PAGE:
Towards a Safer Church for All
Written by the Safeguarding Team
Please note that this article mentions issues of abuse and may be distressing for readers.
‘Safeguarding’… You may have heard of the term spoken of in recent months in Zion Bishan. What is it? Safeguarding is the process of protecting vulnerable persons, regardless of age from neglect or abuse (e.g. physical, emotional, sexual etc).
Our Zion Bishan safeguarding team comprises Danny Chua, Deaconess Deborah Yang and Ee-Ling Shankar. The team was formed in 2018 to review our church’s handling of allegations/incidents of abuse, and to better equip our church family to create a safer culture, both as a preventive safeguard against abuse, and to care well for anyone who has suffered abuse.
As you read this, perhaps you may be wondering… Abuse? Does this really happen here? In churches – really? Or in Zion Bishan?
Sadly, yes. Abuse happens in religious communities, in churches, and in Christian families as well. In the last ten years, there have been local cases of a student care volunteer molesting a 10-year-old boy in a church toilet, and a former assistant pastor sexually abusing a 15-year-old girl.
Our pastors and the safeguarding team also have had to confront cases of allegations or instances of abuse in the past.
In saying all this, we hope to debunk the myth that religious communities or churches are pristine and untouched where shocking sins of abuse are concerned. Brothers and sisters, the first and possibly biggest step towards a safer church culture requires us to have open minds and eyes, so we acknowledge the risk of abuse and the fact that it could happen anywhere, even in our own backyard. After all, for the light of Christ to shine in the darkness, we must first confront that darkness.
Creating this awareness was therefore one of our first big goals in training our church family. In the past two weeks, we were greatly encouraged to have our leaders and peer supporters of the 3pm and 5pm congregations undergo our very first safeguarding equipping sessions.
Apart from debunking the myth that churches are free from abuse, we also explored our Biblical basis for safeguarding. Safeguarding matters because we must prioritise the wellbeing of each person, preciously made in God’s image (Gen 1:26-27), who walks through Zion Bishan’s doors so they can have a conducive and safe place to know Jesus. In doing so, we also embody a critical message in our witness for Jesus, that our just and holy God hates wrongdoing and will punish evil.
In terms of practical training, we also discussed the various forms of abuse so our leaders can learn how to recognise signs or instances of abuse. The team also shared on preventive measures against abuse, as well as some brief steps of response and resources for help should any allegation or disclosure of abuse be made to any of our leaders.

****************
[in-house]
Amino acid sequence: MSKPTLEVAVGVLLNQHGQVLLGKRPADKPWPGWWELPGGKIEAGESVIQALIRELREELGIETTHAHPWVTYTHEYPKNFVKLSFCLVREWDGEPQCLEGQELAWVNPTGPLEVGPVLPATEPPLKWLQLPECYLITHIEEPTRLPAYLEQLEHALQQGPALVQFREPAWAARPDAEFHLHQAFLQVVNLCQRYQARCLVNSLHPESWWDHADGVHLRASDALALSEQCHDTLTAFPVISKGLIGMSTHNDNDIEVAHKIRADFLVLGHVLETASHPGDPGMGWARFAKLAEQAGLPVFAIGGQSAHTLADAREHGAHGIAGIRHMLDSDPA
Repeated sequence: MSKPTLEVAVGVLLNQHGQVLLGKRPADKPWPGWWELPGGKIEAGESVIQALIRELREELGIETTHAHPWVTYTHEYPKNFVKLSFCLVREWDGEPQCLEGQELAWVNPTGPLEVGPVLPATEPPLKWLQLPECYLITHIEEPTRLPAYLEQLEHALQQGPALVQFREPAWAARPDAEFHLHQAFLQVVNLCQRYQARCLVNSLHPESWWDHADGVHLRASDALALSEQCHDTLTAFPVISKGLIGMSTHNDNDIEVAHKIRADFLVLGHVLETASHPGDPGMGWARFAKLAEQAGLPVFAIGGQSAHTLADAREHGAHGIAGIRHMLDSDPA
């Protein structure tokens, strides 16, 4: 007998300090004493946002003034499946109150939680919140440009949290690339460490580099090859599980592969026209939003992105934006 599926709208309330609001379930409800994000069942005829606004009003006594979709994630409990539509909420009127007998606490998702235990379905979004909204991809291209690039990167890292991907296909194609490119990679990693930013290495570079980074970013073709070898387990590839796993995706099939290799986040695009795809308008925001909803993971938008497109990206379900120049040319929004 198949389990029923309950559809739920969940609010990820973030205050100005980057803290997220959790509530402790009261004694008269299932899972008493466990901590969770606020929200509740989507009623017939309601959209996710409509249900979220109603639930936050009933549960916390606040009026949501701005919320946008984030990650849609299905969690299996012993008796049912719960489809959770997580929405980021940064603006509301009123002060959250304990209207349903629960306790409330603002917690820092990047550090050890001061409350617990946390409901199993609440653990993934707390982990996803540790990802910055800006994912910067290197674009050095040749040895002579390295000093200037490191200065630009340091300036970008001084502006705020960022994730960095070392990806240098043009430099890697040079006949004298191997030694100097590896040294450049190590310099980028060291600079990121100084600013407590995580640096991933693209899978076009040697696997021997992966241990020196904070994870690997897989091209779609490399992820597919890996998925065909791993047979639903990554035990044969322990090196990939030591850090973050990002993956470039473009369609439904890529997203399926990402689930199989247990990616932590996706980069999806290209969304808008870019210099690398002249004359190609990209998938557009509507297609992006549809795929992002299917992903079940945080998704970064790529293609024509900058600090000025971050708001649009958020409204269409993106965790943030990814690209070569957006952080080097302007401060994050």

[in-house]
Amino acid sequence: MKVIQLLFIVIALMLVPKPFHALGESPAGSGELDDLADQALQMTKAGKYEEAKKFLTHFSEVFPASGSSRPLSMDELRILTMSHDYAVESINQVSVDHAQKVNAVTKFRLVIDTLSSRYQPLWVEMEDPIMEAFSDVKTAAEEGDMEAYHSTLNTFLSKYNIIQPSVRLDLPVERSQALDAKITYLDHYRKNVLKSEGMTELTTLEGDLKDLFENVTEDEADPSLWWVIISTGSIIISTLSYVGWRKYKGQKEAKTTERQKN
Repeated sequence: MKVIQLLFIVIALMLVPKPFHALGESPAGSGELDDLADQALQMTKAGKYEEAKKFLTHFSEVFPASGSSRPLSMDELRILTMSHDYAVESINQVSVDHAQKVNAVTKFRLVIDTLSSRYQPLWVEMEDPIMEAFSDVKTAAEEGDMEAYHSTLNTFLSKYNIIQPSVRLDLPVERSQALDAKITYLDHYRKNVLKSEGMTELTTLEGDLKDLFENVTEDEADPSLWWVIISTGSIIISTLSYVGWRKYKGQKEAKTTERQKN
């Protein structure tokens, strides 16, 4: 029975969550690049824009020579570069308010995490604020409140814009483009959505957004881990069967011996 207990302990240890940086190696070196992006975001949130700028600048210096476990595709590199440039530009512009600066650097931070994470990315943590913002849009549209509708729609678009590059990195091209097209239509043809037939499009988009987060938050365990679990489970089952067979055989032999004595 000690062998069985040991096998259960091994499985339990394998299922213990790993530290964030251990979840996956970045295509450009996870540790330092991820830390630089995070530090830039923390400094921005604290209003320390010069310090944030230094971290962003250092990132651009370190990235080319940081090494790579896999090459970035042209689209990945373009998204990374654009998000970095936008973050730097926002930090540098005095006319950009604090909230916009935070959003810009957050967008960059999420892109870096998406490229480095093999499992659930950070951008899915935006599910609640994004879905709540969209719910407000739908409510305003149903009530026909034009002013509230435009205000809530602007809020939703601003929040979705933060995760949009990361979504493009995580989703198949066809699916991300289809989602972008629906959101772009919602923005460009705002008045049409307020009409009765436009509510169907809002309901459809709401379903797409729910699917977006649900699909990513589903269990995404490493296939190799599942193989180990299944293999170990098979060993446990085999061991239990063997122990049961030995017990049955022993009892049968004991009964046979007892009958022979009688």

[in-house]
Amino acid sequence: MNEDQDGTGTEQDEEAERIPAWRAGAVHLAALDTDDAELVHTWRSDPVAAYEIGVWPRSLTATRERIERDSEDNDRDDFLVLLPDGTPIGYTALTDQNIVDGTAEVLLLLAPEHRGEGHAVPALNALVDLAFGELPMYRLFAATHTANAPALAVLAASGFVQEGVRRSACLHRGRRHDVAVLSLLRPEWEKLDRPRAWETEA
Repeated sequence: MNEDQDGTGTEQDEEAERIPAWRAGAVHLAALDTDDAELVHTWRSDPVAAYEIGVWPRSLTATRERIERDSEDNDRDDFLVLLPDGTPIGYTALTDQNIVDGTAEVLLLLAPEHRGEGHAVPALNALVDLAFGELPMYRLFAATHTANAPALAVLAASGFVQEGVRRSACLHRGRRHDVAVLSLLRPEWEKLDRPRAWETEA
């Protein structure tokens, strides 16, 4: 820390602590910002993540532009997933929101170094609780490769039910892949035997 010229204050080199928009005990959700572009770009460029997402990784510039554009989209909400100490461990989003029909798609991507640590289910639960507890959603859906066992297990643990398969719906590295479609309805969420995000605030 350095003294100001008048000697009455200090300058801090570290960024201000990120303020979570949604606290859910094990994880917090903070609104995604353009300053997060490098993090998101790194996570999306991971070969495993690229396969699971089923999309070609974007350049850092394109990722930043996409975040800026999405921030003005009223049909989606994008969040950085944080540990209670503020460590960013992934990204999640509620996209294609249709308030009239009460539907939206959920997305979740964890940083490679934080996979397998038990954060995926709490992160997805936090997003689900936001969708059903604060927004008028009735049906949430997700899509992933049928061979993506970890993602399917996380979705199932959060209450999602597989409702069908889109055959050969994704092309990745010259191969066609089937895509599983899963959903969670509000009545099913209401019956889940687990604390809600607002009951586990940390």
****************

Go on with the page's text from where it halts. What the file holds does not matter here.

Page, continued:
Here are some thoughts from various participants on the sessions:
Titus Seah (Leader of AG17, 5pm): Training was sobering but much needed. Being aware of this facet of risk and brokenness within the church is an important step in equipping our Body to grow in maturity and love.
Tay Lihui, (Children’s Ministry Apprentice, 3pm): It was a heavy topic for all of us, but the participants in my group appreciated this conversation. A few mentioned that they would feel ill-equipped when a real case happens but were reassured to know that they don’t have to handle it alone.
Elder Roland Low (Congregational Shepherd, 3pm): I’m relieved that we are bringing this out into the open for discussion. Church is a community of sinners (from pastors to the little children) walking towards Christlikeness. We must be watchful & also watch out for one another that we don’t fall into the sin of abusing another fellow believer.
Dn Peter Wang (Leader of AG75, 3pm): The issue of abuse brings out the worse facets of humanity and the rawest effects of sin. It’s one that I certainly would ideally never like to talk about. Yet, it is a very present reality and danger that we as a church are far from immune from. God help us as we seek to protect and safeguard the vulnerable amongst us.
Rachelle Tham (Peer Supporter, 5pm): My key takeaways from the training is that perpetrators mostly do not look like what we think they do, and (regrettably) can often be people within our midst. Hence it’s important for every church member to be cognisant of both preventive and detective safeguarding principles and measures so we can all worship and study God’s word in a safe environment.
Brothers and sisters, as God’s family, we are altogether responsible for the care, protection and safety of the young and vulnerable in our church family. How can you play a role in this? Here are some small steps that we can all take together:
- Get equipped and resourced on these issues, and find out more about our safeguarding ministry here: www.zionbishan.org.sg/ministry/safeguarding/.
- Play an active role in your AGs and congregations by being a part of the #getdeep and #getreal culture to share life and struggles with one another so you can be that trusted friend for someone who is encountering abuse and needs to bring that into the light, so they can be listened to and supported.
Please feel free to contact the safeguarding team if you have any further questions or comments, or if at any point in time you are concerned for the safety of someone in our church family who may be at risk of/is being abused: Danny Chua (firstname.lastname@example.org) / Dns Deborah Yang (email@example.com) / Ee-Ling Shankar (firstname.lastname@example.org).